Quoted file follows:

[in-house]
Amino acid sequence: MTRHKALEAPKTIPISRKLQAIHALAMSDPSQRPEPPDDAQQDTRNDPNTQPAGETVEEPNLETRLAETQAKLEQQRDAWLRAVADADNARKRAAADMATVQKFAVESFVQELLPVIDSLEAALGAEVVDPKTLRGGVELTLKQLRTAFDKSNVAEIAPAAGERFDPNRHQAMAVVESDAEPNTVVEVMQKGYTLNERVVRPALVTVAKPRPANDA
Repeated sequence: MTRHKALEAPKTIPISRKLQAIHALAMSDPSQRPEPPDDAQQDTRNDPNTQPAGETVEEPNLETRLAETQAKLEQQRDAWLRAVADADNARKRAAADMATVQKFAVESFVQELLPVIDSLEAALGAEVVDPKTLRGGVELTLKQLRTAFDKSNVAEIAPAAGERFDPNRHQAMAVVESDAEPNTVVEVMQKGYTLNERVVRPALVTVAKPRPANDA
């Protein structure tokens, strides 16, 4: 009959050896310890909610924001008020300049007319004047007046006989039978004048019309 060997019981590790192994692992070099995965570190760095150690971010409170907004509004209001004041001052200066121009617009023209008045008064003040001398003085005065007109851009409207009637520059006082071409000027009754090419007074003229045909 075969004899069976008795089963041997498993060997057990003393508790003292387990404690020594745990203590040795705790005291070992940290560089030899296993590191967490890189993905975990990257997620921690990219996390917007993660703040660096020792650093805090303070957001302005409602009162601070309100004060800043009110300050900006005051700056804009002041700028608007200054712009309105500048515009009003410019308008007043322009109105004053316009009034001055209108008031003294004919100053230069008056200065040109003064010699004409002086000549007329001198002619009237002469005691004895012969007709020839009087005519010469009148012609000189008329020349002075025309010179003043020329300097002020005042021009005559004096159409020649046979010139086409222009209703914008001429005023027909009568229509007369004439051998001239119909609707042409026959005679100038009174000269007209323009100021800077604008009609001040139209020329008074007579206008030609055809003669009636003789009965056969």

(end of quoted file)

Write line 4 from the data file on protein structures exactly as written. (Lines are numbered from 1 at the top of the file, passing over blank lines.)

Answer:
């Protein structure tokens, strides 16, 4: 009959050896310890909610924001008020300049007319004047007046006989039978004048019309 060997019981590790192994692992070099995965570190760095150690971010409170907004509004209001004041001052200066121009617009023209008045008064003040001398003085005065007109851009409207009637520059006082071409000027009754090419007074003229045909 075969004899069976008795089963041997498993060997057990003393508790003292387990404690020594745990203590040795705790005291070992940290560089030899296993590191967490890189993905975990990257997620921690990219996390917007993660703040660096020792650093805090303070957001302005409602009162601070309100004060800043009110300050900006005051700056804009002041700028608007200054712009309105500048515009009003410019308008007043322009109105004053316009009034001055209108008031003294004919100053230069008056200065040109003064010699004409002086000549007329001198002619009237002469005691004895012969007709020839009087005519010469009148012609000189008329020349002075025309010179003043020329300097002020005042021009005559004096159409020649046979010139086409222009209703914008001429005023027909009568229509007369004439051998001239119909609707042409026959005679100038009174000269007209323009100021800077604008009609001040139209020329008074007579206008030609055809003669009636003789009965056969």